New York Hosts Veal/Dairy Tour
Contact: Melissa Jackson, 308-697-3486; firstname.lastname@example.org
In April, the New York Beef Industry Council, along with industry partners, hosted a “New York Veal/Dairy Tour 2010”. The tour was made possible with funding by the beef checkoff through a grant from the Federation Initiative Fund of the Federation of State Beef Councils. And for industry influencers who have a connection with the consumer, this event offered the opportunity to gain a better understanding of animal agriculture from pasture to plate and the relationship between veal and the dairy industry.
The event kicked off with tours of Noblehurst Farms (dairy), O-AT-KA Dairy, Provitello Veal Farm and Palmer’s Food Service/Retail. The group of 55 participants concluded the first day’s activities with a cutting demonstration at the New York Wine and Culinary Center. Day Two featured an additional demonstration at the Wine and Culinary Center where attendees explored how veal interacts in the marketplace; and, gave them a hands-on kitchen experience to create their own veal masterpiece.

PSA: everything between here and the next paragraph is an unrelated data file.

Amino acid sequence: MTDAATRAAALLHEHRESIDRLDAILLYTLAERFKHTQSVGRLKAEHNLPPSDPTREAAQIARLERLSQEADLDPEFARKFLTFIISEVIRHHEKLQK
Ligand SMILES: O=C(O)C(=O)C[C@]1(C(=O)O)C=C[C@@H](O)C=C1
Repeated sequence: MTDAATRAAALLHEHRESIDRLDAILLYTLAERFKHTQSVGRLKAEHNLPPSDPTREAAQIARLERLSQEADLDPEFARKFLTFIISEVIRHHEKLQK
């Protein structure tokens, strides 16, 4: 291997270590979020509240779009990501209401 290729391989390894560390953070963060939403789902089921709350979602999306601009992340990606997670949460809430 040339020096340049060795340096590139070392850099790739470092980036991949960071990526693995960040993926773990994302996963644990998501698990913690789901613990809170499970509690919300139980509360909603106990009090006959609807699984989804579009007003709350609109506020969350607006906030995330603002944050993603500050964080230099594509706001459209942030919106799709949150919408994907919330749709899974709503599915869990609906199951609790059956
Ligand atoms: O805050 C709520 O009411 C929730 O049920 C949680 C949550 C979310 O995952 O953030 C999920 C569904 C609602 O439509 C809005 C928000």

“If we can duplicate this tour in every state, and get more of the key retail and foodservice decision makers to attend, we can enhance the image of the veal industry. Those that attended learned the connection between the veal and dairy industries, and gained an appreciation for the sophistication and care that goes into feeding, raising and harvesting the animals,” says Tony Longino, Director of Sales and Marketing for Catelli Brothers, Inc., one of the largest veal and lamb companies in the U.S. “They also gained some insights on why the category, though small, can play a very important role in the success for their business.”
Post-tour evaluations show that industry influencers now feel better equipped to explain how veal is produced to a customer, understand the unique benefits of veal in developing a signature dish for a restaurant operation, understand the type of customer that would request veal and believe veal calves receive an appropriate level of animal care.
Click here to view a veal tour and cooking video, and for more information, visit VealMadeEasy.com or www.nybeef.org.
The Federation of State Beef Councils represents Qualified State Beef Councils and works to coordinate state and national programs designed to strengthen the beef industry’s position in the marketplace.
For more information about checkoff-funded programs, visit MyBeefCheckoff.com.
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The Beef Checkoff Program was established as part of the 1985 Farm Bill. The checkoff assesses $1 per head on the sale of live domestic and imported cattle, in addition to a comparable assessment on imported beef and beef products. States may retain up to 50 cents on the dollar and forward the other 50 cents per head to the Cattlemen's Beef Promotion and Research Board, which administers the national checkoff program, subject to USDA approval.